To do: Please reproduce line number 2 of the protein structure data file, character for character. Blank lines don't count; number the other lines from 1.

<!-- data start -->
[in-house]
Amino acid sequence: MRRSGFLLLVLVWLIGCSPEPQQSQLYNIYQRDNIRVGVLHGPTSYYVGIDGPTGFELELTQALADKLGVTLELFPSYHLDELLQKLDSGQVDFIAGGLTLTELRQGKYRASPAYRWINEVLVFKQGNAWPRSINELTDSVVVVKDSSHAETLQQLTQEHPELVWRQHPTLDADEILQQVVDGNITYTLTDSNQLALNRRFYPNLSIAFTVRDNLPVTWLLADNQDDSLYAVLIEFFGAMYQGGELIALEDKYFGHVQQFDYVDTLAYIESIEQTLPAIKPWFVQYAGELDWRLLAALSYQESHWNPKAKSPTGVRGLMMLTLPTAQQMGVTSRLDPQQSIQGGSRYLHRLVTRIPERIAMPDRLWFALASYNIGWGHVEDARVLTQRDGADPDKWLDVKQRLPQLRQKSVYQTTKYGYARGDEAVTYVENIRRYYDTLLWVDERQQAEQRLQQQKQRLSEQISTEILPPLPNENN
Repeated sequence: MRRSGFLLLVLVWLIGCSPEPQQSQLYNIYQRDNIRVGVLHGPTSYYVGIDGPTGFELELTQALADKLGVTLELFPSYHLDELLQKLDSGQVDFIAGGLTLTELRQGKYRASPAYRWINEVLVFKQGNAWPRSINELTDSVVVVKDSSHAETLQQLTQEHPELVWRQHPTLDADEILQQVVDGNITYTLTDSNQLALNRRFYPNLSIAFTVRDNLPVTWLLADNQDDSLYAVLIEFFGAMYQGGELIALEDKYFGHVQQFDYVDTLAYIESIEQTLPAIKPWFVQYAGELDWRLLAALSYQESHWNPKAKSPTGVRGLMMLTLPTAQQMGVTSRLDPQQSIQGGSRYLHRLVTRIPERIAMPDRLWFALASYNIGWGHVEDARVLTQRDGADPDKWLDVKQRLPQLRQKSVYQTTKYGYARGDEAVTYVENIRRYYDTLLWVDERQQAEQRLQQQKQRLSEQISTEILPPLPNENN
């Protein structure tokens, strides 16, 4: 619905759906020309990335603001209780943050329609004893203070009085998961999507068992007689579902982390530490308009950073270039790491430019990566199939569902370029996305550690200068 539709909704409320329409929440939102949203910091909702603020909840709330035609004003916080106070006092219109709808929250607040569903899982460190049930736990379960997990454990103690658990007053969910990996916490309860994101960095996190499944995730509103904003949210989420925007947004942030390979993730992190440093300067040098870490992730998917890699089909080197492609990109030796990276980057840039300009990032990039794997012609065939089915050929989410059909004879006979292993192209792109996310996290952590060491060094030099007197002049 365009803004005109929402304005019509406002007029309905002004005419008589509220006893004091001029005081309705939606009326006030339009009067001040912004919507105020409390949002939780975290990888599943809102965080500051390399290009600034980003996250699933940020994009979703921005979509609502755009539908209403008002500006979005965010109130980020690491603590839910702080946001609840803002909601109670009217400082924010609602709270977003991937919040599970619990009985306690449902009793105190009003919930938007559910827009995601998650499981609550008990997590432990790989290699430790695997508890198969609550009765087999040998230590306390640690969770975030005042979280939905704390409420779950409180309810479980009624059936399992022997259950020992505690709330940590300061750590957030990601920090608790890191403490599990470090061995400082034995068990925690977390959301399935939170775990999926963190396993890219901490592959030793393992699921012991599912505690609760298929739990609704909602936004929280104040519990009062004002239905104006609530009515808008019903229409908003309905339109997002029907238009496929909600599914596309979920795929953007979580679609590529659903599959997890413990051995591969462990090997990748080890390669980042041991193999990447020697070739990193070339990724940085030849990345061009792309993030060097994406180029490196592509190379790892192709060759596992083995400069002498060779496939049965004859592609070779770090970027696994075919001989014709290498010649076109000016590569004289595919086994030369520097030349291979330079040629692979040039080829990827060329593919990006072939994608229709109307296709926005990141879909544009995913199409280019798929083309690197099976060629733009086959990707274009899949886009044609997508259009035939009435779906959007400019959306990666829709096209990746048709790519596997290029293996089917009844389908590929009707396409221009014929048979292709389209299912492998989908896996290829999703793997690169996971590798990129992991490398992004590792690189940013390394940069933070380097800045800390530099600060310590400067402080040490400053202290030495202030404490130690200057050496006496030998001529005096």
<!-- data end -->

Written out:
Amino acid sequence: MRRSGFLLLVLVWLIGCSPEPQQSQLYNIYQRDNIRVGVLHGPTSYYVGIDGPTGFELELTQALADKLGVTLELFPSYHLDELLQKLDSGQVDFIAGGLTLTELRQGKYRASPAYRWINEVLVFKQGNAWPRSINELTDSVVVVKDSSHAETLQQLTQEHPELVWRQHPTLDADEILQQVVDGNITYTLTDSNQLALNRRFYPNLSIAFTVRDNLPVTWLLADNQDDSLYAVLIEFFGAMYQGGELIALEDKYFGHVQQFDYVDTLAYIESIEQTLPAIKPWFVQYAGELDWRLLAALSYQESHWNPKAKSPTGVRGLMMLTLPTAQQMGVTSRLDPQQSIQGGSRYLHRLVTRIPERIAMPDRLWFALASYNIGWGHVEDARVLTQRDGADPDKWLDVKQRLPQLRQKSVYQTTKYGYARGDEAVTYVENIRRYYDTLLWVDERQQAEQRLQQQKQRLSEQISTEILPPLPNENN